Hosting my dad and sister in this strange land

Nothing felt more comforting and nurturing than to have my very own family members come to Uganda and visit me, if for only a brief amount of time. Showing them this beautiful and interesting environment and introducing them to the people in my life here was so incredibly special and fun for me. Thank you for coming and for your continued support throughout this entire tour.

My morning runs

I couldn’t write this entry without mentioning a crucial part of my mental – running in the village. This place is just absolutely beautiful some days! I’m thinking of one particular instance when I was on a long run and I came upon a swamp that was just completely blanketed in early morning fog. It was creeping slowly over the landscape and I just kind of disappeared into it as I got closer. Twenty minutes later when I had come back the sun had burned it off only to expose this narrow road bisecting this vast expanse of water and earth, providing the only sane means of traversing such a mucky and hazardous area.

Getting malaria, mango flies, tear gassed and floored

Floored on the chaotic streets and dirt roads of Kampala and various villages by motorcycles and bikes. Tear gassed in Budadiri for God knows what. I still don’t. Mango flies from eggs hatching in my t-shirts. And malaria from that damn anopheles. And these things are pretty normal here.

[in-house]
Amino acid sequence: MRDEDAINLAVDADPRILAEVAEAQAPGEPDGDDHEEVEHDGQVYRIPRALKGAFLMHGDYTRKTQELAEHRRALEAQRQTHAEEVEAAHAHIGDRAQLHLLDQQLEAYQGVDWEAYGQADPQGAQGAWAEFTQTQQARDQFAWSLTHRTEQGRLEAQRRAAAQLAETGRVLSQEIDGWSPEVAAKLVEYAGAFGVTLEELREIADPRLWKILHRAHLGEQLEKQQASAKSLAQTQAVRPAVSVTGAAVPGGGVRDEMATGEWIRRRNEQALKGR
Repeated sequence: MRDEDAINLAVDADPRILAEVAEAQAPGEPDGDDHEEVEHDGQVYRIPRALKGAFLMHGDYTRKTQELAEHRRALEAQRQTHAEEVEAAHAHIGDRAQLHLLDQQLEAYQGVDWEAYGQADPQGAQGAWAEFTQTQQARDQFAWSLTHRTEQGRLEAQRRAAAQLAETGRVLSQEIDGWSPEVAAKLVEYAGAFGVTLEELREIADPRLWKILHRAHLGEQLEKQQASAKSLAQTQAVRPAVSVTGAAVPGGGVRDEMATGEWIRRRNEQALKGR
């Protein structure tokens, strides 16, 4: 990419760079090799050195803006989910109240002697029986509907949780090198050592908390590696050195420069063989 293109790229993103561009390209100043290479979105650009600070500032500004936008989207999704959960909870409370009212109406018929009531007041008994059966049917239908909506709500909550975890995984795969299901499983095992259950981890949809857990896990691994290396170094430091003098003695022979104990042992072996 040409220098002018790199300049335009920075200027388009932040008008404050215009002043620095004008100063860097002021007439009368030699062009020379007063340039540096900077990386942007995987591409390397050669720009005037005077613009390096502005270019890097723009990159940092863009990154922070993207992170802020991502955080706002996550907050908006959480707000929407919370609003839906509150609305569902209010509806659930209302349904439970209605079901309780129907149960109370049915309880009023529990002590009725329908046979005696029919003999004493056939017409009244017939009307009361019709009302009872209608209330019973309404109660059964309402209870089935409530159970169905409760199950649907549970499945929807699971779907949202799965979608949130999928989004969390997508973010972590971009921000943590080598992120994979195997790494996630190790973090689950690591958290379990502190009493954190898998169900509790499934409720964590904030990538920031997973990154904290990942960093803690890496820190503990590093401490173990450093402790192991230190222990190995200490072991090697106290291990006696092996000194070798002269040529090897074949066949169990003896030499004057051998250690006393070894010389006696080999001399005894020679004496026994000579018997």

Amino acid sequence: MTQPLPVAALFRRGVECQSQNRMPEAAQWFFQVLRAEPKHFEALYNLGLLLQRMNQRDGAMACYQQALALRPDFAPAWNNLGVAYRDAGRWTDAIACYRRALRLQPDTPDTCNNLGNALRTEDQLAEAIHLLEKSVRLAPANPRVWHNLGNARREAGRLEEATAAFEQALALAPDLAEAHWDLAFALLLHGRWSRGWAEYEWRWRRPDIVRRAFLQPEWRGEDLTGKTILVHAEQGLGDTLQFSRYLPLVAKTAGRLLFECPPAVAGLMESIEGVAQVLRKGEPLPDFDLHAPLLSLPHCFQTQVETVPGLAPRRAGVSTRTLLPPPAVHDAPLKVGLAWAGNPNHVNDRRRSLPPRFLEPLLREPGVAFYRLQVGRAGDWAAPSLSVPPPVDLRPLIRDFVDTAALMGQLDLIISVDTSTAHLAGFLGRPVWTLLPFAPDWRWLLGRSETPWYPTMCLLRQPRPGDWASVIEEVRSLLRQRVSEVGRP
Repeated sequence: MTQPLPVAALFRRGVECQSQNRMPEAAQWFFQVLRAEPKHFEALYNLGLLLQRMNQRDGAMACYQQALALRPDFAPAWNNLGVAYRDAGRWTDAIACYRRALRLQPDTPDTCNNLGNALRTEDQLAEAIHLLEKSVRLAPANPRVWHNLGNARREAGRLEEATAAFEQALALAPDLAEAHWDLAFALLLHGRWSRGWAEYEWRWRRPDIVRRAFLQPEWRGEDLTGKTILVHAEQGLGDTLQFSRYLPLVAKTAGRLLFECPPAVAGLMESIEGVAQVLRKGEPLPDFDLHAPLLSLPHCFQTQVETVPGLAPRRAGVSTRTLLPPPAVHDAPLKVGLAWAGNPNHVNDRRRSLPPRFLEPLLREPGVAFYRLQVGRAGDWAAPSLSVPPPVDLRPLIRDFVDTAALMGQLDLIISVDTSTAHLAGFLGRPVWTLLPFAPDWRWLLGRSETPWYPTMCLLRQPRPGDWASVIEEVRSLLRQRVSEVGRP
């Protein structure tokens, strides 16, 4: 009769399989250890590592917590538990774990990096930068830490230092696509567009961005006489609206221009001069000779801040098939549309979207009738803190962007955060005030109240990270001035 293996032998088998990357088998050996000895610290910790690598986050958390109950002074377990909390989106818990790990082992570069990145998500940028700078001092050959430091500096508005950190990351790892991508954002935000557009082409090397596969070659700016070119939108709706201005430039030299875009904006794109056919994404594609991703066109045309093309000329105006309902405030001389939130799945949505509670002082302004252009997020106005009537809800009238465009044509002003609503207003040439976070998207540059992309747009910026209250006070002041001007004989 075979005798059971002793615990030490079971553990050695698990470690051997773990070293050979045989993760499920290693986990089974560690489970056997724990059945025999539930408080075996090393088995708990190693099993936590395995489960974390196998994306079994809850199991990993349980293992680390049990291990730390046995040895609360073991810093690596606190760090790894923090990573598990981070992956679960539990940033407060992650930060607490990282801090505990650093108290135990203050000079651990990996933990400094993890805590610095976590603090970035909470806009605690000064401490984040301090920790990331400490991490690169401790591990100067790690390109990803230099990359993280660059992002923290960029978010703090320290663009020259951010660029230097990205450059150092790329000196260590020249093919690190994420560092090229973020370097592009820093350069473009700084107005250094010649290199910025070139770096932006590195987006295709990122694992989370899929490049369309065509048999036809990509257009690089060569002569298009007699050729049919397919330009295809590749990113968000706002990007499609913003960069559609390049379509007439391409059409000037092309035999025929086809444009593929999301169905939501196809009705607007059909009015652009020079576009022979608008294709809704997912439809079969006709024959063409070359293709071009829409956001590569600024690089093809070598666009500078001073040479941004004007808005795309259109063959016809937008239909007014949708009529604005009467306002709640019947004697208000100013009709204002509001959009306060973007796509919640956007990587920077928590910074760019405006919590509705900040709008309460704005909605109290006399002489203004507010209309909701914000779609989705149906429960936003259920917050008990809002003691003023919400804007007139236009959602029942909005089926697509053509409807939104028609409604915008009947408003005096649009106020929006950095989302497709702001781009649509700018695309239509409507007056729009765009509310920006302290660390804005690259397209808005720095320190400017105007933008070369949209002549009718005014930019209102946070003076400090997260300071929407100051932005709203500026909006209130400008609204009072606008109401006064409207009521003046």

The truth is I could name about a hundred other experiences that were memorable and really great in there own special way. That would take awhile. Really everything that I experience and do here is truly unique. And to pick out these select few has been an arduous and ambiguous process. Again it feels like I have gotten much more out of this than I was able to give but I guess the balance of those give/take scales depends on whom you ask.

A Peace Corps Summary

Sitting in the improvised office at my school, it has finally hit me that I’m going to be leaving this place soon. The reference books have all been returned to the library. Posters are coming down. Project materials are being put away or given to others and I’m beginning to sort out the rest of the random material objects that I’ve acquired over the course of two years living here.